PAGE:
You know about those plans to visit an asteroid in the next few years? Well, a select group of astronauts would like to sweeten the deal. Why visit a regular asteroid, when there's a planet's solid metal floating up there and it's likely magnetic?
Asteroid 16 Psyche is the intriguing candidate in question. Linda Elkins-Tanton of the Carnegie Institute recently proposed a mission to Psyche at a meeting of the American Geophysical Union in San Francisco. The composition of the asteroid is very much like Earth's core, but its soft outer layers have been stripped away by other incoming asteroids.
If, indeed, the metal core currently in orbit used to be molten, it's also probably highly magnetic; Elkins-Tanton even refers to the asteroid as "a little refrigerator magnet in space." This could likely have an effect on how we design the spacecraft or satellite that will visit it, and the bizarre landscapes that might be found on the asteroid also sound spectacular. Simulations of how the asteroid might have lost its outer layers suggest, for example, "that Psyche's craters could have dramatic rims that froze in splash-like patterns." The scientists studying it describe it as a "metal world."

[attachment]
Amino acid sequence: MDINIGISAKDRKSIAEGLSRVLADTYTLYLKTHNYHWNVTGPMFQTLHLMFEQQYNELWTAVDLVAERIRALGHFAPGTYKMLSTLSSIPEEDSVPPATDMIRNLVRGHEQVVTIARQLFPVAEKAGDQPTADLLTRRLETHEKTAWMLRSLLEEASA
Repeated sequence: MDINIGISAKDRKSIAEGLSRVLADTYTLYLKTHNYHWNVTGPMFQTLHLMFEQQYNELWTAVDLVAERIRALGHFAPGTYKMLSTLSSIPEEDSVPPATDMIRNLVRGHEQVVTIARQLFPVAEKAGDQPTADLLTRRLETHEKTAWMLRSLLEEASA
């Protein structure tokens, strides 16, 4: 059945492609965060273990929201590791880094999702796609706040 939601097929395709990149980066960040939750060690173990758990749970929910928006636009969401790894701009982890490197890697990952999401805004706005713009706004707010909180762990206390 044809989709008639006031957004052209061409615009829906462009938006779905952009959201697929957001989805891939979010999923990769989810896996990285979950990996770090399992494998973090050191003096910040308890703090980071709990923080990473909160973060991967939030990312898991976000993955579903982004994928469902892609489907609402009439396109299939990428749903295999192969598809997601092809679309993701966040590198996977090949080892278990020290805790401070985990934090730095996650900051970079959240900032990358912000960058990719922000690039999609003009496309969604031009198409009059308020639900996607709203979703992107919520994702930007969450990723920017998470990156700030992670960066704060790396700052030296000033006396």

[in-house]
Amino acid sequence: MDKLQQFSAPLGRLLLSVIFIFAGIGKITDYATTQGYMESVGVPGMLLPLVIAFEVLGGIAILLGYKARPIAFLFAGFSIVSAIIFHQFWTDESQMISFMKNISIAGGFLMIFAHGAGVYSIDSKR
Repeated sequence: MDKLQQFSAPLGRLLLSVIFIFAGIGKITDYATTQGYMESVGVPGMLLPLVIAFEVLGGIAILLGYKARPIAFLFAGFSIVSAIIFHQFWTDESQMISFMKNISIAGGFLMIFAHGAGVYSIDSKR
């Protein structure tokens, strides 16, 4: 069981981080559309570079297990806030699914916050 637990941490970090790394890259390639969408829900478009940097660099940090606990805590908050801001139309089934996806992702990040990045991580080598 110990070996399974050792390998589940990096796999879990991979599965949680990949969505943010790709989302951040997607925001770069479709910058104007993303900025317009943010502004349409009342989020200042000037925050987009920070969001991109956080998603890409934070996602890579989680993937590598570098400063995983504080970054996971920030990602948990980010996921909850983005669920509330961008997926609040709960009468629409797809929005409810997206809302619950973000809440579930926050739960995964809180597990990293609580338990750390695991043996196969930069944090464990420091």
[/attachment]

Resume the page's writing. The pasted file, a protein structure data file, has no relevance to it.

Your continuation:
"A mission there is the only way that humankind will ever visit the core of any body," Elkins-Tanton said, adding that Psyche could teach us a lot about how planets work. "We can learn about the building blocks of the planets in the first million years of the solar system in a way that we can't do any other way."
That is, if the metal spaceship doesn't get stuck to the magnetic asteroid in the process. [New Scientist]
Image via AP